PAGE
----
There has been a growing interest in multiple-input/multiple-output (MIMO) technologies in recent years, as demonstrated by the adoption of MIMO and multi-user MIMO (MU-MIMO) in new wireless standards.

One example is 802.11n, which provides 750 Mbps of throughput over 80 MHz of bandwidth by using two to four transmit antennas. Such small-scale MIMO systems, with their limited number of antennas, do not exploit the potential of large spatial dimensions that MIMO can offer. Hence, they typically achieve a spectral efficiency of only around 10 bps/Hz.

The goal of MIMO and space-time coding is to achieve maximum transmit diversity (full diversity), which can result in significantly higher transmission rates over limited bandwidth. The promise of many-antenna base stations or large MIMO systems is to improve spectral efficiency by a factor of 10 (or more).

Researchers working on multi-Gigabit local area networks in the 5 GHz and 60 GHz bands, in the evolution of WiFi standards (IEEE 802.11ac and 802.11ad), as well as in the LTE-Advanced and WiMAX (IEEE 802.16m) standards, all share a common belief that systems with higher channel counts (12 × 12, 16 × 16, 24 × 24, or 32 × 32) must be considered.

One reason for this is that large MIMO-based approaches score higher on spectral efficiency than traditional approaches focused on just throughput improvements (e.g. increasing QAM order). The need for more spectrum is an industry-­wide problem. While large MIMO won’t solve this problem by itself, it will likely be part of the solution for many future technologies that are currently being developed.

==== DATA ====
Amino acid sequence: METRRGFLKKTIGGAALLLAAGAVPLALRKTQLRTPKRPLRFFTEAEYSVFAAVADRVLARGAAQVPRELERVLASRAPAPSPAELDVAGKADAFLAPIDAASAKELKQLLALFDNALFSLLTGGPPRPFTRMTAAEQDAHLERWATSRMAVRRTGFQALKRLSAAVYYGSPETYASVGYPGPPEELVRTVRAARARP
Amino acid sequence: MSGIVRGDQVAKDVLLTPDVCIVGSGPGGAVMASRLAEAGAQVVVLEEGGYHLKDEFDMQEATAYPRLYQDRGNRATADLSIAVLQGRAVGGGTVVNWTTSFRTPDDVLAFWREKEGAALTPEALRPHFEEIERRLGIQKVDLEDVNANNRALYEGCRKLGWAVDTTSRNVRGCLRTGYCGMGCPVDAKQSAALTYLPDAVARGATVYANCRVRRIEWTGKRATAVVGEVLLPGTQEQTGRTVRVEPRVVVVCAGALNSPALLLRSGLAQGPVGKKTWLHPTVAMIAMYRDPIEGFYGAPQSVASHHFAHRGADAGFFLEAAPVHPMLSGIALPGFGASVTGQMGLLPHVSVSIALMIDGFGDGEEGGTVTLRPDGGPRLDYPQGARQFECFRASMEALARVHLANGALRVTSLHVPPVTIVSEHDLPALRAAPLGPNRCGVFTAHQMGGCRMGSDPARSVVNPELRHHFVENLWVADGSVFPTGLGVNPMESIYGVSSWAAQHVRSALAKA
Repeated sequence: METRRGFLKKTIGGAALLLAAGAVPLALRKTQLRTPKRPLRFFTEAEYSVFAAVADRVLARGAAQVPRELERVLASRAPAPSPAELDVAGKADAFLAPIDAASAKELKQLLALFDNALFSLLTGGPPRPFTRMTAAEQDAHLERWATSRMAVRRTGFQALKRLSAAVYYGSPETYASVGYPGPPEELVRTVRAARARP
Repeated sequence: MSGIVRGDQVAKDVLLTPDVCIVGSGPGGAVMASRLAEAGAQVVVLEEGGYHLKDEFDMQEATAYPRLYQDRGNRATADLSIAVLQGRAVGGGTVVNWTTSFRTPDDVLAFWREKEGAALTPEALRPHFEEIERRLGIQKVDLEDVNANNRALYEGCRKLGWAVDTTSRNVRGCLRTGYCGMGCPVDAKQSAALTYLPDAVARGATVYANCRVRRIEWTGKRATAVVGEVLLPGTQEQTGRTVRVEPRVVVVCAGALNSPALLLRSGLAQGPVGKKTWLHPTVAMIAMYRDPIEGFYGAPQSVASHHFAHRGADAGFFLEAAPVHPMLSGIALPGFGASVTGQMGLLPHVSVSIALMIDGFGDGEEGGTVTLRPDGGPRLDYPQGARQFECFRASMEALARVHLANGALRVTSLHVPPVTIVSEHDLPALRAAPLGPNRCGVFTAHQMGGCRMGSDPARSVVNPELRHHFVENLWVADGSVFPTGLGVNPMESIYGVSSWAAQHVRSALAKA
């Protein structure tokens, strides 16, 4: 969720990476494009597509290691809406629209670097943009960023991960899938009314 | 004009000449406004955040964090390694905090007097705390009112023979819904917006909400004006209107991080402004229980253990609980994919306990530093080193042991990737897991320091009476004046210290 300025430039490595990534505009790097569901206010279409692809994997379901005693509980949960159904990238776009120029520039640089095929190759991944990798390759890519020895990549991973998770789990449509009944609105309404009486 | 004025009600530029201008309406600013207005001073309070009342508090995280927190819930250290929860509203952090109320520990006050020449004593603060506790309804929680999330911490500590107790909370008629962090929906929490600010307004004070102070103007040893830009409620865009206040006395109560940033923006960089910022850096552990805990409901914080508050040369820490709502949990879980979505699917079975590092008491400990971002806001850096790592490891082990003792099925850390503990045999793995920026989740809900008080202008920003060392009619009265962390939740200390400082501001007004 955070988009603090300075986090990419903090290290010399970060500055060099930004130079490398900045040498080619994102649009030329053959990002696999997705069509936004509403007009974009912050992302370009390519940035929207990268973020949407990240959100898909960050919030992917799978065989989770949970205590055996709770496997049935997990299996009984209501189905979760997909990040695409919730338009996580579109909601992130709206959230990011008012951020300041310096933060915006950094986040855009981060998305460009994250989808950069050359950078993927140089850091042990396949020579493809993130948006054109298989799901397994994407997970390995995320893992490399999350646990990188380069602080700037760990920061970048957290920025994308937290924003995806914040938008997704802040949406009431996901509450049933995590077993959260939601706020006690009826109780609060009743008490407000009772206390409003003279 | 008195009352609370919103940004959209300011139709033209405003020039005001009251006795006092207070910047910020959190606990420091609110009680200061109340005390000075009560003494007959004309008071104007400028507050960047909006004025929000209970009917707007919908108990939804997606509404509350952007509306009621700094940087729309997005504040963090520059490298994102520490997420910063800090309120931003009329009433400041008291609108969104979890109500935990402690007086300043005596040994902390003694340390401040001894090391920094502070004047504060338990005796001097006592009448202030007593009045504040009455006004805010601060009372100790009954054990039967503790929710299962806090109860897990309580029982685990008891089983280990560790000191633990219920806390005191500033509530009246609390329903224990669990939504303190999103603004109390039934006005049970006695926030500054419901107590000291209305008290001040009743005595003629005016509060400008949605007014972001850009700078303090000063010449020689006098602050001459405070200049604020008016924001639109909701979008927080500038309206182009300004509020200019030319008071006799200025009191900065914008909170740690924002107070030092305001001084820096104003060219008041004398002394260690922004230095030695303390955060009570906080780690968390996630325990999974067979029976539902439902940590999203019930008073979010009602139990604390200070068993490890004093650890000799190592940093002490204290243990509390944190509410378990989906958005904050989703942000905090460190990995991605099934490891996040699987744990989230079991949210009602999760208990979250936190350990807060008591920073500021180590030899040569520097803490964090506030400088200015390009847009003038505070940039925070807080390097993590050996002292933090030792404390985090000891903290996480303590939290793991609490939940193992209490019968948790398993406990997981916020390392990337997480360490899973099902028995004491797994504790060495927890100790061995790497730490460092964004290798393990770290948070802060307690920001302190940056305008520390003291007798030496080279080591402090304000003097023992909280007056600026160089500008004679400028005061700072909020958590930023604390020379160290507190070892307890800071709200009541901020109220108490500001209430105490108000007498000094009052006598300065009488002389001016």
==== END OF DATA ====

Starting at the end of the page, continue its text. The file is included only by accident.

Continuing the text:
Real-world channel measurements, efficiencies of real-time channel estimation for larger numbers of channel coefficients, precoding techniques, antenna design and calibration – these are all topics that are being studied from a large MIMO perspective.

Nutaq provides researchers and engineers with hardware platforms and rapid prototyping tools that enable them to implement and test their algorithms in real-world scenarios with real-world data. In a previous blog post, we looked at Nutaq’s small-scale MIMO platform, the PicoSDR with support for 2×2 and 4×4 MIMO. In other blog posts we covered larger-scale MIMO systems, called massive MIMO, for future applications (e.g. 5G base stations) where the channel count is expected to exceed 100 transmit and receive channels.

This blog series will look at Nutaq’s hardware platform, the MicroSDR-420, for large MIMO systems (12×12, 16×16, and 32×32), enabling scientists to work on large MIMO and the evolution of existing standards. Stay tuned!